In July 1967, when I was 12 years old, there were riots in Newark. Many people died. I remember sitting in our living room watching it on TV but we also heard the explosions through the open windows on those hot summer nights. I shuttered in fear. As the poor black population in Newark grew and spilled into the near by towns of East Orange and Irvington, the wealthy whites moved away to the suburbs. The once beautiful city of Newark was scarred with burnt and broken buildings. We no longer went to Newark as we feared it was no longer safe. My father, who owned a hairdressing salon in East Orange was repeatedly robbed and eventually had to move the salon to Bloomfield. My husband who grew up in Irvington watched as the families of all his friends left town. His younger brothers dropped out of high school as it became a dangerous place for white boys. Truth be told, as a young woman I was afraid of groups of black young men. The thoughts would come into my mind: would they rob me? Hurt me? Rape me? I knew it was wrong to assume this but with what I had experienced, it became my reality.
College and my first job at IBM in the 1970s introduced me to many different kinds of people and when I talked to them, I saw they were just like me. When our daughters were growing up, it was a totally different world. In Fairview Elementary School in Bloomfield in the 1990s, it was like the United Nations. Immigrants from Germany, India, China and other Hispanic countries ended up in our school and our neighborhood giving our daughters the beautiful experience of all cultures. Our church in Montclair looked the same way with several interracial couples. We were grateful for that experience.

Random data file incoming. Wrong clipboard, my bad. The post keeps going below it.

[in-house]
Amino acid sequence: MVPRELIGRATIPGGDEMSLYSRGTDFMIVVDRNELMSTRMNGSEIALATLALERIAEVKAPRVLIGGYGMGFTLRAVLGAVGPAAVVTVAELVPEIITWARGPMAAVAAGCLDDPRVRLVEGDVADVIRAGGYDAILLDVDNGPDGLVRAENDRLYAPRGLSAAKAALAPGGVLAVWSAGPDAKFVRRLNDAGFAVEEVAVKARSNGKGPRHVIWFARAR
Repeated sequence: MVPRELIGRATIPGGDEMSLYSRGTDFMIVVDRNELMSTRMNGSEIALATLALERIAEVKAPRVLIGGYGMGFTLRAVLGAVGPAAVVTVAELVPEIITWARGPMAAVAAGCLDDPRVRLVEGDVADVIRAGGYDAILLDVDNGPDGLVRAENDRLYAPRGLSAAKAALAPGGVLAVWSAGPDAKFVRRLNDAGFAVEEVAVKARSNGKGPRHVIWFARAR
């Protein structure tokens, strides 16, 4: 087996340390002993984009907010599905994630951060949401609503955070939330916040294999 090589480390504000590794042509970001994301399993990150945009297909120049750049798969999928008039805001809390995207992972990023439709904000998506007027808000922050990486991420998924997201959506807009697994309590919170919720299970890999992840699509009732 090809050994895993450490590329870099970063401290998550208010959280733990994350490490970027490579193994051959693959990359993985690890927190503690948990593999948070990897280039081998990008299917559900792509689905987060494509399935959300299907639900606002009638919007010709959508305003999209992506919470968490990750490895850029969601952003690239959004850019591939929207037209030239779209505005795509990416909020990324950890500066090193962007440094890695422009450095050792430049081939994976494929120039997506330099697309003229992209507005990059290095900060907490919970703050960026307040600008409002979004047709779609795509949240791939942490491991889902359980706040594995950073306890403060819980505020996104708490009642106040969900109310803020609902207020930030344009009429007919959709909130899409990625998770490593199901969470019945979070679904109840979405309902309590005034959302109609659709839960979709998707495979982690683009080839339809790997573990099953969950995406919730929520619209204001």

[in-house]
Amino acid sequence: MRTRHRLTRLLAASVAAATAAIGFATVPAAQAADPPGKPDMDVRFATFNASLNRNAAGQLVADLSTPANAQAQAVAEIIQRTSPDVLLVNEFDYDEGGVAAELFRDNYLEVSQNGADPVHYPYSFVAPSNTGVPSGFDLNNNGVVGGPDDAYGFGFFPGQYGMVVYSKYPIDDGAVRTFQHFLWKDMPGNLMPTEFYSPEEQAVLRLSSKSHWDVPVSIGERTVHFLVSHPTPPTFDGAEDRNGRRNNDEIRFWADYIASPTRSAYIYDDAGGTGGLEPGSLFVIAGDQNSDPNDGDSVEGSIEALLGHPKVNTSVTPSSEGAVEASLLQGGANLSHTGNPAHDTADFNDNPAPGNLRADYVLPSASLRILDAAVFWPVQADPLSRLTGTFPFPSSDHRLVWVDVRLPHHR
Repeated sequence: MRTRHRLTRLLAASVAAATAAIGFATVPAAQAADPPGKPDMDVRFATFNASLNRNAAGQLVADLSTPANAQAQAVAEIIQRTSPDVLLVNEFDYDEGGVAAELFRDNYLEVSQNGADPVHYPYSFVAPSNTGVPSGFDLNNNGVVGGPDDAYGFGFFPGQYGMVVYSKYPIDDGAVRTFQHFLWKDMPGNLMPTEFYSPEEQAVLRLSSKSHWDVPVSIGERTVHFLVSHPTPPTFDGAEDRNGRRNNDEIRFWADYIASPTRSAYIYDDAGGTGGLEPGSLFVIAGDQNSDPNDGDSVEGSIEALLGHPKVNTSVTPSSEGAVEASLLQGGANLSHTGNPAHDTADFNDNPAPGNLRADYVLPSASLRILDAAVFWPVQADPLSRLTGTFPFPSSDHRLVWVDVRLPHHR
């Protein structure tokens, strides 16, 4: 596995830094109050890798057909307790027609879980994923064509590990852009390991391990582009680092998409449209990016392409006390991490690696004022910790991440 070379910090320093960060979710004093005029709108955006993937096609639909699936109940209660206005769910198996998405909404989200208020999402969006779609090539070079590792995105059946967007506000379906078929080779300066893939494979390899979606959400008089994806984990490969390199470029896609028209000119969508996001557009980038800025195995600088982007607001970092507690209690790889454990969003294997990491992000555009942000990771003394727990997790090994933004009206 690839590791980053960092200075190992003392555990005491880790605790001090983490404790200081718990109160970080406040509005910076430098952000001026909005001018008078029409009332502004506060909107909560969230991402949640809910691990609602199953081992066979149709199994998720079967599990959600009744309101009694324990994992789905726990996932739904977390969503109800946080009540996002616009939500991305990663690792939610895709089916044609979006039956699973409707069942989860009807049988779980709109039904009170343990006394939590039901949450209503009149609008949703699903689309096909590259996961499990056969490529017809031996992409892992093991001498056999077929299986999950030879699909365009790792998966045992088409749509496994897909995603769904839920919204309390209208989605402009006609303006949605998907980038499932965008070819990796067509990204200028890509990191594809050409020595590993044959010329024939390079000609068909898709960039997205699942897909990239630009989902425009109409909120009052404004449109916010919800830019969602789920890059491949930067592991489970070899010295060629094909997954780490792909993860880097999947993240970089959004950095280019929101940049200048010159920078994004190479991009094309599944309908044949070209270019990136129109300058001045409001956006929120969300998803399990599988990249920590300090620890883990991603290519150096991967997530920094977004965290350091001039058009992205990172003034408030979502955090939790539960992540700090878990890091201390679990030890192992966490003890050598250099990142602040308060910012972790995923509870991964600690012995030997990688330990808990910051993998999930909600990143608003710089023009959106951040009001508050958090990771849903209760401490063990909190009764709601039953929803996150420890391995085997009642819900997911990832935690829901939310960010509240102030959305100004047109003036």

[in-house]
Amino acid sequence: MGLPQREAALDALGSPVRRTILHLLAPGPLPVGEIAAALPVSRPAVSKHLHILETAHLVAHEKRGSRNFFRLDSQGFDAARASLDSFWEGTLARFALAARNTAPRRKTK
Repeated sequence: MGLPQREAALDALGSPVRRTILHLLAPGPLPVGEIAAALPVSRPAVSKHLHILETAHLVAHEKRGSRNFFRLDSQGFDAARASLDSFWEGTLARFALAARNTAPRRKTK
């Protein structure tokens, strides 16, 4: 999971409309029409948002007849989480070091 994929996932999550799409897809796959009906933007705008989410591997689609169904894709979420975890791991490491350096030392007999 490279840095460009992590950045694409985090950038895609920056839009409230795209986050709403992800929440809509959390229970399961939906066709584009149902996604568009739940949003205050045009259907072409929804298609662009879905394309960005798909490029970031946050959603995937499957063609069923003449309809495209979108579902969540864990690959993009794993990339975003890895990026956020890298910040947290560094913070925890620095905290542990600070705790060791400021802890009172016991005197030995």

Even now, my first thoughts are still these others are not like me and I continue to fight it off. From experience I know if I engage with them, ask them questions, hear their stories, I find we are more alike than different. It is also true with people who are not in my economic level. Rich people may take better vacations and have nicer cars, but they still love their kids and worry about their elderly mothers just like me.